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They who have thought that the criminals intention was the true measure of crimes were in the wrong. For the intention depends on the actual impression of things upon a man, and on his precedent mental disposition, things which vary in all men and in each man, according to the very rapid succession of his ideas, his passions, and his circumstances. It would, therefore, be necessary to form not only a particular code for each citizen, but a fresh law for every crime. Sometimes with the best intentions men do the greatest evil to society; and sometimes with the very worst they do it the greatest good.

There was not an anomaly in our old criminal practice which was not based on this theorya theory which had, indeed, its precedent in the old Hebrew law that punished more severely a theft from a field than a theft from a house; and the first writer who protested against it was Eden, afterwards Lord Auckland, who in 1771 published his Principles of Penal Law, one of the best books ever written on the subject. The influence of Beccaria is apparent in Edens work, not only by his direct reference to it, but by his spirit of declared opposition to the actual practice of the law. Two instances of its tendency will suffice. Imprisonment, inflicted by law as a punishment, is not according to the principles of wise legislation. It sinks useful subjects into burthens on the community, and has always a bad effect on their morals; nor can it communicate the benefit of example, being in its nature secluded from the eye of the people. And again: Whatever exceeds simple death is mere cruelty. Every step beyond is a trace of ancient barbarity, tending only to distract the attention of the spectators and to lessen the solemnity of the example. There is no such thing as vindictive justice; the idea is shocking. English philosophy and legislation, therefore, owe enough to Beccaria for his treatise never to be forgotten among us. Standing, as it does, in reference to law as Bacons Novum Organon to science, or Descartes Principia to philosophy, and representing a return to first principles and rejection of mere precedent in the matter of penal laws, it will never fail to gratify those who, with little admiration for law in the concrete, can yet find pleasure in studying it in the abstract. Most men will turn readily from a system built up, as our own is, of unintelligible distinctions, and based on authority rather than on experience, to a system where no distinctions exist save those which are derived from the nature of things and are founded on the real differences that distinguish the moral actions of mankind.

These problems deserve to be solved with such geometrical precision as shall suffice to prevail over the clouds of sophistication, over seductive eloquence, or timid doubt. Had I no other merit than that of having been the first to make clearer to Italy that which other nations have dared to write and are beginning to practise, I should deem myself fortunate;[121] but if, in maintaining the rights of men and of invincible truth, I should contribute to rescue from the spasms and agonies of death any unfortunate victim of tyranny or ignorance, both so equally fatal, the blessings and tears of a single innocent man in the transports of his joy would console me for the contempt of mankind.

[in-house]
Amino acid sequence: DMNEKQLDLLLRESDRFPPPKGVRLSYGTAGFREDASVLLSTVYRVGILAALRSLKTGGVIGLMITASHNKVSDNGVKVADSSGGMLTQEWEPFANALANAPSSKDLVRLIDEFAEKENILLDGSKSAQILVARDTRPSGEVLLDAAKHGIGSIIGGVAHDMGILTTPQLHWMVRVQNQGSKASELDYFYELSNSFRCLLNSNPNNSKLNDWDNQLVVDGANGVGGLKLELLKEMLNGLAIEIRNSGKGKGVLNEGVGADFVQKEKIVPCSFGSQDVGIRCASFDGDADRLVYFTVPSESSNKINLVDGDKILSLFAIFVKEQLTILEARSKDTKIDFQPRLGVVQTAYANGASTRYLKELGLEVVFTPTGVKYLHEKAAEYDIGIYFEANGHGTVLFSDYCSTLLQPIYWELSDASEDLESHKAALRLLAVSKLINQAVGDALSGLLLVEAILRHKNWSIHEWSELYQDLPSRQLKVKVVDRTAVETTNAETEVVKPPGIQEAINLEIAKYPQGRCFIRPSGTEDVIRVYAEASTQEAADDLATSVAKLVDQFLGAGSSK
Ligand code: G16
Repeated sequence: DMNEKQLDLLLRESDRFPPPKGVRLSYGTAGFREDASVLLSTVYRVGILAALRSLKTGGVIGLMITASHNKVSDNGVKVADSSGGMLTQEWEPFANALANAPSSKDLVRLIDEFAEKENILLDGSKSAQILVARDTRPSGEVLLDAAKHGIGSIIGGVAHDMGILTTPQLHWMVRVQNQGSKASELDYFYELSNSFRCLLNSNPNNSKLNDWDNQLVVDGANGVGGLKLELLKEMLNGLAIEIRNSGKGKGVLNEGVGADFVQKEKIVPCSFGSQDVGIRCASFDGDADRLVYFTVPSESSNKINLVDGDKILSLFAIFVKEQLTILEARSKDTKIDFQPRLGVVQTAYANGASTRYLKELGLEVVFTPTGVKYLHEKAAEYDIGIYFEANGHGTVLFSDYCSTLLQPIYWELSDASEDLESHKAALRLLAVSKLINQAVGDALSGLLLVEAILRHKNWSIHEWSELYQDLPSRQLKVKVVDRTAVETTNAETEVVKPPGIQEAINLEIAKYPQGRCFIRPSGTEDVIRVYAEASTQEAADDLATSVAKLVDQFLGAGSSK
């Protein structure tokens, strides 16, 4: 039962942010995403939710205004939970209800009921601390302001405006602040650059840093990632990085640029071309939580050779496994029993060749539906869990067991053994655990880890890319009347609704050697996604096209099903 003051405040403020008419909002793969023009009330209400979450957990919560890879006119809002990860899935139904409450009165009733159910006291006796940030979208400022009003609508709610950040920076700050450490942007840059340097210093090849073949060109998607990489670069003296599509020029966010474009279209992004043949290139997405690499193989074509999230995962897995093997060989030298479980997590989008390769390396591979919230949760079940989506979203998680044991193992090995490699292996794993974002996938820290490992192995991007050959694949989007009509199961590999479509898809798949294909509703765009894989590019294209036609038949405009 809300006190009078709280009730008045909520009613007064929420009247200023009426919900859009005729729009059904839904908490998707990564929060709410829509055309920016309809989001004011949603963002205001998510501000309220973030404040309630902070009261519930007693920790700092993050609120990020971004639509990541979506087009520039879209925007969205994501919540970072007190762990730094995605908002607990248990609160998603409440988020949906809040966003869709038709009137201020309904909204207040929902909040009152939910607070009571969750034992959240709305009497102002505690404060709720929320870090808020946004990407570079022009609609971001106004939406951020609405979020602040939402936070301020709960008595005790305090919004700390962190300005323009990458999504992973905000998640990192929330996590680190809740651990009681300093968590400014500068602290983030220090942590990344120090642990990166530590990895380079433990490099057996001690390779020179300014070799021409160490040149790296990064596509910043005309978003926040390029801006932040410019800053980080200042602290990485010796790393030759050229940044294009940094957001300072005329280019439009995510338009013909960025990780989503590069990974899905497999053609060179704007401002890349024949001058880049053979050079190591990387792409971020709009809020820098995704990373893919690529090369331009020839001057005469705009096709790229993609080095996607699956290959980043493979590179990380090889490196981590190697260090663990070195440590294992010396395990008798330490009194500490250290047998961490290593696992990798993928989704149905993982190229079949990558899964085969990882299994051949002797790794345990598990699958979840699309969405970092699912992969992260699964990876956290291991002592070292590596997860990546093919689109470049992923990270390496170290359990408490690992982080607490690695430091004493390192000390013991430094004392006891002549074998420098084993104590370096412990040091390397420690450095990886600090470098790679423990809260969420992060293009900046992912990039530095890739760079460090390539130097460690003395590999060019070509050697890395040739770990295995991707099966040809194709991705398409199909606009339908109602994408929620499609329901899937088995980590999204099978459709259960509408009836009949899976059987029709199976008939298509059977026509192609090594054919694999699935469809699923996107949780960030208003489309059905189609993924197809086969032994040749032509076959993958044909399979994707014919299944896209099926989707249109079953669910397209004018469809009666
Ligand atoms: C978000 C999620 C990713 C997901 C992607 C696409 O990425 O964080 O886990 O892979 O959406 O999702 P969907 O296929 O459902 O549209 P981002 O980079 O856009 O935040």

Another principle would serve admirably to draw still closer the important connection between a misdeed and its punishment, and that is, that the latter should as far as possible conform to the nature of the crime. This analogy facilitates marvellously the contrast that ought to exist between the impulse to[188] the crime and the counter-influence of the punishment, the one, that is, diverting the mind and guiding it to an end quite different from that to which the seductive idea of transgressing the law endeavours to lead it.

The year before its publication 51 malefactors were executed in London, the year after 97, whilst not long afterwards was seen the rare spectacle of nearly 20 criminals hung at a time. Romilly was so much shocked at what he considered the folly and inhumanity of Madans book that he wrote a short tract of observations upon it, of which he sent a copy to each of the judges. But it is characteristic of the feeling of that time that only a hundred copies of his tract were sold. It was, however, from that time that Romilly began to make the criminal law his special study, so that to Madan indirectly our country owes the efforts of Romilly.

It were superfluous to enlighten the matter more thoroughly by mentioning the numberless instances of innocent persons who have confessed themselves guilty from the agonies of torture; no nation, no age, but can mention its own; but men neither change their natures nor draw conclusions. There is no man who has ever raised his ideas beyond the common needs of life but runs occasionally towards Nature, who with secret and confused voice calls him to herself; but custom, that tyrant of human minds, draws him back and frightens him.

Who can protect himself from calumny, when it is armed by the strongest shield of tyranny, secrecy? What sort of government can that ever be where in every subject a ruler suspects an enemy, and is obliged for the sake of the general tranquillity to rob each individual of its possession?